The United Nations Children’s Fund (UNICEF) has committed to supporting the private sector players in creating family-friendly policies at their workplaces, as a way of improving the lives of children in the country.
UNICEF Country Representative, Julianna Lindsey said that there are already good initiatives happening in the telecommunication and banking sector but the agency is challenging other sectors to come on board to improve the welfare of staff and their children.
For instance, current through Rwanda’s bankers’ association (RBA) financial institutions have mandated paternal and maternal leave for their staff and set up
“We are challenging them to increase their maternity leave to four months and increase the paternity leave to at least two weeks,” Lindsey said at the 2nd CEO Forum for Children held September 16, 2022.
Currently, the obligatory maternal leave is three months and fathers a given a couple of days.
Lindsey said that for a year now, there are a number of companies that have stepped up to this and many setting up breastfeeding rooms, Early childhood development (ECD) centres, and training nannies but UNICEF is open to partnering with the private sector to scale up.
To help companies achieve shared values in child development, UNICEF has worked with companies like SATO- a social business that has positively impacted the lives of more than 35 million people in 44 countries (including Rwanda) by providing Africa-specific user-friendly latrine pans (SaTo pan) toilets and other hygiene services.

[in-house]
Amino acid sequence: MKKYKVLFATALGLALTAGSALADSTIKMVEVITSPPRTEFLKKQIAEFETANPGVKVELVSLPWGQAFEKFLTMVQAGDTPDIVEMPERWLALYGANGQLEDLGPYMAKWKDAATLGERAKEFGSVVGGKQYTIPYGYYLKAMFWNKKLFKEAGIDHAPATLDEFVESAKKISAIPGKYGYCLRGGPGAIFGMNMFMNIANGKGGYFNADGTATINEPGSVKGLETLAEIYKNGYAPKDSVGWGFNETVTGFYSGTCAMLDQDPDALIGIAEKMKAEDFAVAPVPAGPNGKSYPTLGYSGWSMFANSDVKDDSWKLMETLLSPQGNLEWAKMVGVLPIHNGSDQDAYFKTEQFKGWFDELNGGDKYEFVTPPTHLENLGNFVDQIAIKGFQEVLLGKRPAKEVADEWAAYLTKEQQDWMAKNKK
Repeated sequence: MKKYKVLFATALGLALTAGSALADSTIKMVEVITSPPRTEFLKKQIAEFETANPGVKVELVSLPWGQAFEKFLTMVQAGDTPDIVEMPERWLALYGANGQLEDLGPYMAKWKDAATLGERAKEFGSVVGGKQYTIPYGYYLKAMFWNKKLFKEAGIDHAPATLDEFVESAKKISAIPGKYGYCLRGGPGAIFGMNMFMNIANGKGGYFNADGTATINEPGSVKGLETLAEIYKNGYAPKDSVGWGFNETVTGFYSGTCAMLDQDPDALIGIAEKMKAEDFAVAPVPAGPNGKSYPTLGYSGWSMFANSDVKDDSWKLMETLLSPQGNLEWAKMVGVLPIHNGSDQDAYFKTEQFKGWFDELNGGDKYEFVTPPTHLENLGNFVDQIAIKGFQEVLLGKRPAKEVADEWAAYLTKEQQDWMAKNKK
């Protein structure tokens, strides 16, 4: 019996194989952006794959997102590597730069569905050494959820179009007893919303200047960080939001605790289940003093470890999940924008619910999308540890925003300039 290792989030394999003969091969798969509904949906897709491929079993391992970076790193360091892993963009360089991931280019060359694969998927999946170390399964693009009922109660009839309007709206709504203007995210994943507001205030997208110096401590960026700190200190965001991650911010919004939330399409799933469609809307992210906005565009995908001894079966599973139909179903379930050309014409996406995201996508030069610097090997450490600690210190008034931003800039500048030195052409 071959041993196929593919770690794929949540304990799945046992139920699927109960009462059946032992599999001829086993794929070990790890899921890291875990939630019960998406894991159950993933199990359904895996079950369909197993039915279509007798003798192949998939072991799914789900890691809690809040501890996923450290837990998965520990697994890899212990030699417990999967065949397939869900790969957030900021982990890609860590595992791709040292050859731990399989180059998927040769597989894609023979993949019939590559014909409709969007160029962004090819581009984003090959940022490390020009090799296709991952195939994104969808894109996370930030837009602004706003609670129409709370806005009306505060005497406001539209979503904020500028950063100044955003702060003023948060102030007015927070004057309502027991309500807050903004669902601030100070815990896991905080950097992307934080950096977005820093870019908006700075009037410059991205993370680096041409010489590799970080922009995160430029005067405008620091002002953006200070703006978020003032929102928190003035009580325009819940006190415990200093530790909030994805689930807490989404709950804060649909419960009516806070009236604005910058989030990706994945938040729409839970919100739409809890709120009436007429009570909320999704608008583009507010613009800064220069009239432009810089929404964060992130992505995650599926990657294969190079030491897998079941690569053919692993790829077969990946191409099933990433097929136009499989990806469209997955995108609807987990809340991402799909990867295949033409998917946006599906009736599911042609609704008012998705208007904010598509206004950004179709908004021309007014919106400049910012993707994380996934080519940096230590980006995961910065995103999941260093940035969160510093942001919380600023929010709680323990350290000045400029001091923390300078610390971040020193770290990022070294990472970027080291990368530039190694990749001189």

Through SATO, UNICEF and the National Child Development Agency (NCDA) have, for instance, availed 20,000 toilets in 17 districts and currently installing similar toilets and upgrading open pit toilets in schools through the School Toilets Enhancement Program (STEP).
UNICEF said that partnering with a business enterprise like SATO has led to an impactful social corporate business model and called on Rwanda’s private sector to come up with ideas which can be supported but also with a commercial perspective.
NCDA Director General, Nadine Umutoni said that this is a learning experience for the government, especially looking at what the banking and telecommunication sectors are doing thus there is hope that many will follow through without legal obligation.
“Investing in families and children is one of the smartest investments a country can make in partnership with the private sector to break the cycle of poverty, address inequality and boost productivity later in life of its citizens,” Umutoni said.
Kampeta Pitchette Sayizonga, the Chief Executive Officer at Development Bank of Rwanda (BRD) said that this is possible if it is an industry driven practice and done in healthy competition.
“The way forward is learning from each other without waiting for regulator especially using positive competition to learn and later it becomes a standard in the industry,” Sayizonga said.
PSF CEO, Stephen Ruzibiza challenged companies to ensure their corporate social responsibility offers shared value in order to create social impact whilst still meeting the company’s business objectives.
Several CEOs made commitments to consider or increase paternal and maternal leaves and set up child friendly spaces for staff’s children.
For instance, Maryse Mbonyumutwa Gallagher, CEO Pink Mango C&D – a global garment plant that hires over 4,800 staff (80% women) said they introduced a free nursery and preschool, maternal healthcare but planning on introducing a primary school and a secondary healthcare facility.
Gasabo Investment Group CEO, Fabrice Shema said by end of October Kimironko market which has over 1600 vendors will have a breastfeeding room and redesign the new market plan to not only have a child playground but an ECD.